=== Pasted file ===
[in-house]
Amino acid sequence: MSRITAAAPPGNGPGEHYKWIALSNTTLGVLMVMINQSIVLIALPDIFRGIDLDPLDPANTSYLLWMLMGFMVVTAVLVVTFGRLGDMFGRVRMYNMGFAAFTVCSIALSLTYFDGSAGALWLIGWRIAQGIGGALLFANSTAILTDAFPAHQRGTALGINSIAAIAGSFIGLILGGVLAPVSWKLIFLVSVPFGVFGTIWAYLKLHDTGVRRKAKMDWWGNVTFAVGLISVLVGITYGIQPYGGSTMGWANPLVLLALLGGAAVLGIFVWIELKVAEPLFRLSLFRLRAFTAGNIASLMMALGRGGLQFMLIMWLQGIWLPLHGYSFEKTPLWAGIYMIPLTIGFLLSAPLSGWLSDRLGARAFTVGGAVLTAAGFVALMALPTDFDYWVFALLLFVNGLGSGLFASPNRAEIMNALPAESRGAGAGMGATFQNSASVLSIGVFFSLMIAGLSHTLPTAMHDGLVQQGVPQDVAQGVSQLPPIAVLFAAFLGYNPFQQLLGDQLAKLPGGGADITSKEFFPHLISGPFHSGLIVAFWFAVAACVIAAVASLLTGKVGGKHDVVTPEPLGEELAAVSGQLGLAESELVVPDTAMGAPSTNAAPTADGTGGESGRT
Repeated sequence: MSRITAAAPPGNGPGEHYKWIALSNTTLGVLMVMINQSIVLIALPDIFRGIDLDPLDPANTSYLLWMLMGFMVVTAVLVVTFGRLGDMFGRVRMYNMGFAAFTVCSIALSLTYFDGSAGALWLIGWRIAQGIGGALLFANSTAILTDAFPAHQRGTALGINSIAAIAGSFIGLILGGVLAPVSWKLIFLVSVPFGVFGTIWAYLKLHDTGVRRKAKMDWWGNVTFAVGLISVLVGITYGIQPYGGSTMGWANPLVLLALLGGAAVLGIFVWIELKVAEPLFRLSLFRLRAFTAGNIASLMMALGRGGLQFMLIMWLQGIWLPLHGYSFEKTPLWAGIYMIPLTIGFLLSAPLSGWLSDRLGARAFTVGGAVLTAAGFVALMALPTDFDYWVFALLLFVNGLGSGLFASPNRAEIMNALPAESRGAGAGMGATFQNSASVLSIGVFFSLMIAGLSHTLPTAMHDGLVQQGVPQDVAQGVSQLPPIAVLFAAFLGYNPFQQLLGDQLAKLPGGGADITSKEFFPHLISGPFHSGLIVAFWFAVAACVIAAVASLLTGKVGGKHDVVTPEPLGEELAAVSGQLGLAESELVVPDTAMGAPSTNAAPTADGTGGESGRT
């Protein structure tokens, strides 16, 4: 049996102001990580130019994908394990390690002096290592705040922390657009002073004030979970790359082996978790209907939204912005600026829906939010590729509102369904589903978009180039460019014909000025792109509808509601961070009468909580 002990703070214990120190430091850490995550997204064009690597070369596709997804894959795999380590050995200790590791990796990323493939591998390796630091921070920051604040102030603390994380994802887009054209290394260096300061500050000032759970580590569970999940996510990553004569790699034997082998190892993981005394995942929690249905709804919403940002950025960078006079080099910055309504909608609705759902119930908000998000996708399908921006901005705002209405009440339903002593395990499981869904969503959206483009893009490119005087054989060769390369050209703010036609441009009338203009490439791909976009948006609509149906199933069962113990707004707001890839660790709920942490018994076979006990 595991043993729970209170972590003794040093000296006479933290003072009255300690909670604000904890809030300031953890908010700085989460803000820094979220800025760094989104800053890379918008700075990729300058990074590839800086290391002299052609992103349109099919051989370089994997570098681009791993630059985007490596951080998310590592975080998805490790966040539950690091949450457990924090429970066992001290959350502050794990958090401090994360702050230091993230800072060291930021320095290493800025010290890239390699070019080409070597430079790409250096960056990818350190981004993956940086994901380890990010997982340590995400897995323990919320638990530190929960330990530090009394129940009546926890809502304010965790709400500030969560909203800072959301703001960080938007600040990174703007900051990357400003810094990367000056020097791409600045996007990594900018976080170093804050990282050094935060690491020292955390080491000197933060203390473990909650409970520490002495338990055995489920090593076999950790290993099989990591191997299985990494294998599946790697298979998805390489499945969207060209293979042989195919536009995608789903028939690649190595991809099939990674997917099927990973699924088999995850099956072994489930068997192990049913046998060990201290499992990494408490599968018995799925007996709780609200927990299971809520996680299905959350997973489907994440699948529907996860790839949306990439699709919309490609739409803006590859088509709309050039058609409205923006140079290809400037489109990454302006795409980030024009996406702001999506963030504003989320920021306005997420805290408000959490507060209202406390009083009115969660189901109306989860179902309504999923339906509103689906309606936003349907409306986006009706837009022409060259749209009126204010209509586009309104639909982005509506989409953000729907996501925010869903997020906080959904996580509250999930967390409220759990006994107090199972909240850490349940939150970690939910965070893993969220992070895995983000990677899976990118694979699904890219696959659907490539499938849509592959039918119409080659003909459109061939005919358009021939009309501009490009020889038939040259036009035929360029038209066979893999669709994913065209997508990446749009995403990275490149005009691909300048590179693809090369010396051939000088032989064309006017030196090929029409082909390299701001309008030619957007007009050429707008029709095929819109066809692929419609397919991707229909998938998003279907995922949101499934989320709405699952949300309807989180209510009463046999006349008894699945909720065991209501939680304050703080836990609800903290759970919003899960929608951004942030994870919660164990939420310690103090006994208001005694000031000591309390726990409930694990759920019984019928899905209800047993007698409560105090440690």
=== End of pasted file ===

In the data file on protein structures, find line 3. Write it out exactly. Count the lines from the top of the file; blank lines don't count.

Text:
Repeated sequence: MSRITAAAPPGNGPGEHYKWIALSNTTLGVLMVMINQSIVLIALPDIFRGIDLDPLDPANTSYLLWMLMGFMVVTAVLVVTFGRLGDMFGRVRMYNMGFAAFTVCSIALSLTYFDGSAGALWLIGWRIAQGIGGALLFANSTAILTDAFPAHQRGTALGINSIAAIAGSFIGLILGGVLAPVSWKLIFLVSVPFGVFGTIWAYLKLHDTGVRRKAKMDWWGNVTFAVGLISVLVGITYGIQPYGGSTMGWANPLVLLALLGGAAVLGIFVWIELKVAEPLFRLSLFRLRAFTAGNIASLMMALGRGGLQFMLIMWLQGIWLPLHGYSFEKTPLWAGIYMIPLTIGFLLSAPLSGWLSDRLGARAFTVGGAVLTAAGFVALMALPTDFDYWVFALLLFVNGLGSGLFASPNRAEIMNALPAESRGAGAGMGATFQNSASVLSIGVFFSLMIAGLSHTLPTAMHDGLVQQGVPQDVAQGVSQLPPIAVLFAAFLGYNPFQQLLGDQLAKLPGGGADITSKEFFPHLISGPFHSGLIVAFWFAVAACVIAAVASLLTGKVGGKHDVVTPEPLGEELAAVSGQLGLAESELVVPDTAMGAPSTNAAPTADGTGGESGRT